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Letters to the Editor
Re: What is a Geospatial Professional?
Your article from [GeoDataPoint, December 2016] elicited a couple of comments.
From your article, Shannon Doyle, GISP, highlighted a number of different ways one might go about defining a professional of any kind. They included years of experience, mastery of technology and core concepts, project or program management and/or development, tasks performed, education and training, and certifications.
She missed a big one. That is licensure. Geospatial professionals do not generally require licensure to do their work. If they do, it is typically some kind of engineering or survey licensure.
You can call yourself a professional all you want, but if your local legal regulatory framework does not require you to be licensed, is it is truly a “professional” role? For example, GISP is not a reserved title by any licensure board of which I am aware, so therefore it is a certification, not a designation. One needs to clearly demarcate the difference between being a certified professional and a licensed professional. That would quickly lift the veil as a certified professional should have a clear list of competencies then, which defines their certification.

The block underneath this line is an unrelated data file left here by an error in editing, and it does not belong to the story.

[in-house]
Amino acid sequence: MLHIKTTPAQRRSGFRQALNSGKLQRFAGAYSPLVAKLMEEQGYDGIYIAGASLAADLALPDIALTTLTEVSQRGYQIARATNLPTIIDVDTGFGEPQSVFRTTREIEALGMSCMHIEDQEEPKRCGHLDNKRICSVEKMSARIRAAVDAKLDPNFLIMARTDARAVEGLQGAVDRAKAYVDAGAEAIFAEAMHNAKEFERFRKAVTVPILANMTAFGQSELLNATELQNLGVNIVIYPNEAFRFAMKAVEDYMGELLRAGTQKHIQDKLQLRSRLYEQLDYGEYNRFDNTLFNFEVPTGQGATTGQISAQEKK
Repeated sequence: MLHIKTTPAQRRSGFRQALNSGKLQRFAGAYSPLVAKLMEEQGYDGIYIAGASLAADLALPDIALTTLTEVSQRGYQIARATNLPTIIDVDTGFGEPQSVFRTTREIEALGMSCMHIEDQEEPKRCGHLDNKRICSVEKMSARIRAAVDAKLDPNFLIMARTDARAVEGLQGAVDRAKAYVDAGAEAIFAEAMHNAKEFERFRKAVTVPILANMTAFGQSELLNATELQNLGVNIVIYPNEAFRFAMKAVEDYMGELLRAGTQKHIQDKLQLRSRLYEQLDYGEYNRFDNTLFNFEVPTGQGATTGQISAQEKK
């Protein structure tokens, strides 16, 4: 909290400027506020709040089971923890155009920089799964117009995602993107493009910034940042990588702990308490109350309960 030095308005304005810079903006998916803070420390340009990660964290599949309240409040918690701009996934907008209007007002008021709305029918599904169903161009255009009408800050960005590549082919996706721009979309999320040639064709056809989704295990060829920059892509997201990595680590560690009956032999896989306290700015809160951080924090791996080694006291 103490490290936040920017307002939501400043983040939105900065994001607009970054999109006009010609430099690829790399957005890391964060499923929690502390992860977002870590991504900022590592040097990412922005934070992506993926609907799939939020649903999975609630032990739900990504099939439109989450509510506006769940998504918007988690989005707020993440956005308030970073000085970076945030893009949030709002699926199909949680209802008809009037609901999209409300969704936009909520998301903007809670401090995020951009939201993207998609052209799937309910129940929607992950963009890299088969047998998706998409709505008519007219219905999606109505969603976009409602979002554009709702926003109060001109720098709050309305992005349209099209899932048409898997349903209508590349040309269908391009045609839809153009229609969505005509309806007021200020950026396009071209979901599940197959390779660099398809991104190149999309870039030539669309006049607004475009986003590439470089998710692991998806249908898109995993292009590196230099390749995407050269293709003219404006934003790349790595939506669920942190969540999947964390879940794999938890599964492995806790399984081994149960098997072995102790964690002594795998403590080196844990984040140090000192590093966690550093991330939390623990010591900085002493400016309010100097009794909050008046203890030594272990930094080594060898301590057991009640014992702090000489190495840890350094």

One cannot shoehorn a geospatial professional into a simple statement as the geospatial field is much too broad to do so. Each of these professionals who work in the geospatial field are experts in their own right (geographers, archeologists, geophysicists, geologists, surveyors, etc.) and employ tools such as GIS to get the job done. Therefore, there is no such thing as a “GIS analyst,” but rather a professional who uses the science, infrastructure and analytics of GIS to get their work done.
Eric Collins, P.Tech.(Eng.)